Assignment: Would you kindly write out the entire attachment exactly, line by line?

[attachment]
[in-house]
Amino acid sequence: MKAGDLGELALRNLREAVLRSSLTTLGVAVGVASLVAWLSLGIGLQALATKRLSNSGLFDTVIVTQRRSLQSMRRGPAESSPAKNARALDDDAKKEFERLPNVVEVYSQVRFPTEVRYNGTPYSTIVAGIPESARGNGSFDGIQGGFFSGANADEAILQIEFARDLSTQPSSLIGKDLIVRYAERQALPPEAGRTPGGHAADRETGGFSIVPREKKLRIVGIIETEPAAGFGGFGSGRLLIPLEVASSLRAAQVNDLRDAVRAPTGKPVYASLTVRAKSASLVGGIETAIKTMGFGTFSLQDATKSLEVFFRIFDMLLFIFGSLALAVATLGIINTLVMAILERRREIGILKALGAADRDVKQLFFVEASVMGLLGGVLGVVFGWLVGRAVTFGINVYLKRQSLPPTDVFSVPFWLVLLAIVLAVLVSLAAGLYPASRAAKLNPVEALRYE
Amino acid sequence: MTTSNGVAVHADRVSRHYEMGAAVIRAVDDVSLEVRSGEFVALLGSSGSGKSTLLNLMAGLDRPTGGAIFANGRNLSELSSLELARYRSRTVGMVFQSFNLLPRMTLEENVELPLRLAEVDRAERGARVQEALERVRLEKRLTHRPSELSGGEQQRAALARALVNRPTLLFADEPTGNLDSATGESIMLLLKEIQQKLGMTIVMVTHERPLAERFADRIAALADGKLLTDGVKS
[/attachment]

[in-house]
Amino acid sequence: MKAGDLGELALRNLREAVLRSSLTTLGVAVGVASLVAWLSLGIGLQALATKRLSNSGLFDTVIVTQRRSLQSMRRGPAESSPAKNARALDDDAKKEFERLPNVVEVYSQVRFPTEVRYNGTPYSTIVAGIPESARGNGSFDGIQGGFFSGANADEAILQIEFARDLSTQPSSLIGKDLIVRYAERQALPPEAGRTPGGHAADRETGGFSIVPREKKLRIVGIIETEPAAGFGGFGSGRLLIPLEVASSLRAAQVNDLRDAVRAPTGKPVYASLTVRAKSASLVGGIETAIKTMGFGTFSLQDATKSLEVFFRIFDMLLFIFGSLALAVATLGIINTLVMAILERRREIGILKALGAADRDVKQLFFVEASVMGLLGGVLGVVFGWLVGRAVTFGINVYLKRQSLPPTDVFSVPFWLVLLAIVLAVLVSLAAGLYPASRAAKLNPVEALRYE
Amino acid sequence: MTTSNGVAVHADRVSRHYEMGAAVIRAVDDVSLEVRSGEFVALLGSSGSGKSTLLNLMAGLDRPTGGAIFANGRNLSELSSLELARYRSRTVGMVFQSFNLLPRMTLEENVELPLRLAEVDRAERGARVQEALERVRLEKRLTHRPSELSGGEQQRAALARALVNRPTLLFADEPTGNLDSATGESIMLLLKEIQQKLGMTIVMVTHERPLAERFADRIAALADGKLLTDGVKS